WHEN most people think of a drone, two things generally come to mind. The drone used by the US army to carry out air strikes against the Taliban in Afghanistan and the other is the latest ‘big boys’ toys’ to fly around and have fun with and take a few aerial photographs.
However, for those who attended the Drones Data X (DDX) Conference held in Dublin and Achill Island over the weekend, their possibilities are endless. To date there are 5,000 drones registered in Ireland and with the technologies advancing at a rapid pace, many industries are now starting to look at using drones to their advantage.
As part of the conference some of the market’s leading players along with investors travelled to Achill for the weekend for an invite only VIP weekend based at the Pure Magic Lodge in Slievemore. This saw the delegates take part in mountain biking, kite surfing and of course droning, along with tech talks and networking opportunities.
The conference heard that the advancement of drone technology meant that there were a multitude of industries such as agriculture, aviation, search and rescue, insurance and medication where they can be used.
Among those who travelled to Achill for the weekend was John MacMahon of Irelandia Aviation which pioneered the low cost carrier model in aviation. He said that while he is not a drone person, he was excited by what he heard in the conference and how the technology can advance the aviation industry in the near future.
Gloria Crispino from Black Channel Ltd explained how in the medical industry drones could be used as a quick and efficient way of transporting samples from a hospital to a laboratory.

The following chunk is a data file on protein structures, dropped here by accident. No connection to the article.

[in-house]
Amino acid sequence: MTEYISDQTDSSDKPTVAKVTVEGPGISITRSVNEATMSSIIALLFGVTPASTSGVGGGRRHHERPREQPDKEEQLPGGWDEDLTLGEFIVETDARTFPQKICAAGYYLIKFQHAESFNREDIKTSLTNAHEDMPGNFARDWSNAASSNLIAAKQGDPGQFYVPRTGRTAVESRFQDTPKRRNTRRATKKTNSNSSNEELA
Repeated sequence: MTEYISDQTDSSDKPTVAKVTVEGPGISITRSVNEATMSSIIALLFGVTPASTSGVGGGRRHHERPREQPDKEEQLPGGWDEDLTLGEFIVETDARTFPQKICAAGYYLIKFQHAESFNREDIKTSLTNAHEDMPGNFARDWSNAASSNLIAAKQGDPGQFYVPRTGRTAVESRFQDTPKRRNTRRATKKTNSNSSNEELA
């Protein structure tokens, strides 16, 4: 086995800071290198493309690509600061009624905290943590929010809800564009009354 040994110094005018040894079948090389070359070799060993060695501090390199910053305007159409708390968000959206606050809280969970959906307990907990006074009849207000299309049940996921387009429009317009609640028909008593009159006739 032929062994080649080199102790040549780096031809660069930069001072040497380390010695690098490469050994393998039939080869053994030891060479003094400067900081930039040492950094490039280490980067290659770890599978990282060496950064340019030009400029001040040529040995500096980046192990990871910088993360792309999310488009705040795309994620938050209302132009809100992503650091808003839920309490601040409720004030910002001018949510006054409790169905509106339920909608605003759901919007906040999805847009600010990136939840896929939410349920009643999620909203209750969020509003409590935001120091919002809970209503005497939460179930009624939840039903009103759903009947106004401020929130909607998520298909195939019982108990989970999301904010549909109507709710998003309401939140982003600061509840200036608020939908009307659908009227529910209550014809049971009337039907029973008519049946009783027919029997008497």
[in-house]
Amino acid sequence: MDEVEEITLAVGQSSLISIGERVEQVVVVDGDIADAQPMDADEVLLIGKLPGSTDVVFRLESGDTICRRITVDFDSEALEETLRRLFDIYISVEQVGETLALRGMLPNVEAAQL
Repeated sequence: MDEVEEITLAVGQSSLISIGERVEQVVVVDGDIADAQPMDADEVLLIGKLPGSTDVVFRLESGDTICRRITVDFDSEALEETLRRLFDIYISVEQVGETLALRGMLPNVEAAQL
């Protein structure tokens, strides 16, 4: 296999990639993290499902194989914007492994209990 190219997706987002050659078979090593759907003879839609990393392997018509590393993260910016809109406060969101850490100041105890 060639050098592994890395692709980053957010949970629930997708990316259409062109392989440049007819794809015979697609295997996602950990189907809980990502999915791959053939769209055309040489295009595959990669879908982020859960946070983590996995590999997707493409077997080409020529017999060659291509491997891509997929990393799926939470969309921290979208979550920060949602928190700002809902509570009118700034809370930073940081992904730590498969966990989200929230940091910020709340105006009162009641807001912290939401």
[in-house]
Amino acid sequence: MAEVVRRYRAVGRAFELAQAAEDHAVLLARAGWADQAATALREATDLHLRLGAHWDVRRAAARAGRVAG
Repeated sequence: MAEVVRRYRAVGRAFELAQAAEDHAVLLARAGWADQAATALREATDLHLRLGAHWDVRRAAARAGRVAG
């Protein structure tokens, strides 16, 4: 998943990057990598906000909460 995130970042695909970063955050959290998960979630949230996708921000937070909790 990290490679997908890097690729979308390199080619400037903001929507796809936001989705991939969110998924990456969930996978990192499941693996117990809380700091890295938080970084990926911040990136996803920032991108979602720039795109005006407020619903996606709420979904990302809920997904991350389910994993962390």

Another delegate was Patrick Imbasciani, who is a Senior Director in International Business Development with PrecisionHawk - a drone aerial analysis company - based out of North Carolina.
He told The Mayo News that drones are now a cost effective way of doing business and believes Ireland has the right elements to develop a successful drone industry.
“The way we are approaching global expansion is in partnerships and the reason I am here is to assess how business friendly is Ireland for commercial operations. I met with IAA [Irish Aviation Authority] through this group [DDX] and I was super impressed in how the IAA seem to be to commercial operations.
“DDX is such a good thing because you are helping to educate consumers that this [flying drones] is more than just a hobby. This is a serious commercial tool and so far what I can tell you is that Phil and Pure Magic have brought together the right stakeholders and facilitated conversations that might have taken years to happen,” he explained.
A former US Marine, Mr Imbasciani said he can see opportunities for expansion in agriculture and the insurance industry in Ireland and is ‘excited’ about finding an Irish company to partner with. He added that without the DDX conference, he may not have considered Ireland as a possible market for expansion in Europe.
“It is really smart how DDX did this. We started in Dublin but now we are in the small environment of Achill Island and experiencing local communities and I love the place. One of the biggest determiners of success in business is the strength of the relationships. What DDX does is foster an environment where you can have solid relationships,” he said.